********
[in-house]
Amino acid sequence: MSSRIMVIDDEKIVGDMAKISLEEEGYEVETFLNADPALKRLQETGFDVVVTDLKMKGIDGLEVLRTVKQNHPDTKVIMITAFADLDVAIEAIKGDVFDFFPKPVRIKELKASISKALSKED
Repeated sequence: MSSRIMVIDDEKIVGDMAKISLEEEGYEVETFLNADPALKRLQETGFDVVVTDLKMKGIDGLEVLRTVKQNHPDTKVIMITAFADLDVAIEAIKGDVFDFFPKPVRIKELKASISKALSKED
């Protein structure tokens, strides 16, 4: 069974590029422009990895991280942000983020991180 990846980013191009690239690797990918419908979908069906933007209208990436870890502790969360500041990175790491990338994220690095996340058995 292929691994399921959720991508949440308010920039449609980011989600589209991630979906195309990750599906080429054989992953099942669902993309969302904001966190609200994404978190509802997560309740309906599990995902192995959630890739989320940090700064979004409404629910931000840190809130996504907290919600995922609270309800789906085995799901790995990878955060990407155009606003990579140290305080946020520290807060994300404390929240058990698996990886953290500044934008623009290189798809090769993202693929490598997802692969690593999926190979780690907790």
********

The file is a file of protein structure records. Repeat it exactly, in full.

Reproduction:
[in-house]
Amino acid sequence: MSSRIMVIDDEKIVGDMAKISLEEEGYEVETFLNADPALKRLQETGFDVVVTDLKMKGIDGLEVLRTVKQNHPDTKVIMITAFADLDVAIEAIKGDVFDFFPKPVRIKELKASISKALSKED
Repeated sequence: MSSRIMVIDDEKIVGDMAKISLEEEGYEVETFLNADPALKRLQETGFDVVVTDLKMKGIDGLEVLRTVKQNHPDTKVIMITAFADLDVAIEAIKGDVFDFFPKPVRIKELKASISKALSKED
């Protein structure tokens, strides 16, 4: 069974590029422009990895991280942000983020991180 990846980013191009690239690797990918419908979908069906933007209208990436870890502790969360500041990175790491990338994220690095996340058995 292929691994399921959720991508949440308010920039449609980011989600589209991630979906195309990750599906080429054989992953099942669902993309969302904001966190609200994404978190509802997560309740309906599990995902192995959630890739989320940090700064979004409404629910931000840190809130996504907290919600995922609270309800789906085995799901790995990878955060990407155009606003990579140290305080946020520290807060994300404390929240058990698996990886953290500044934008623009290189798809090769993202693929490598997802692969690593999926190979780690907790």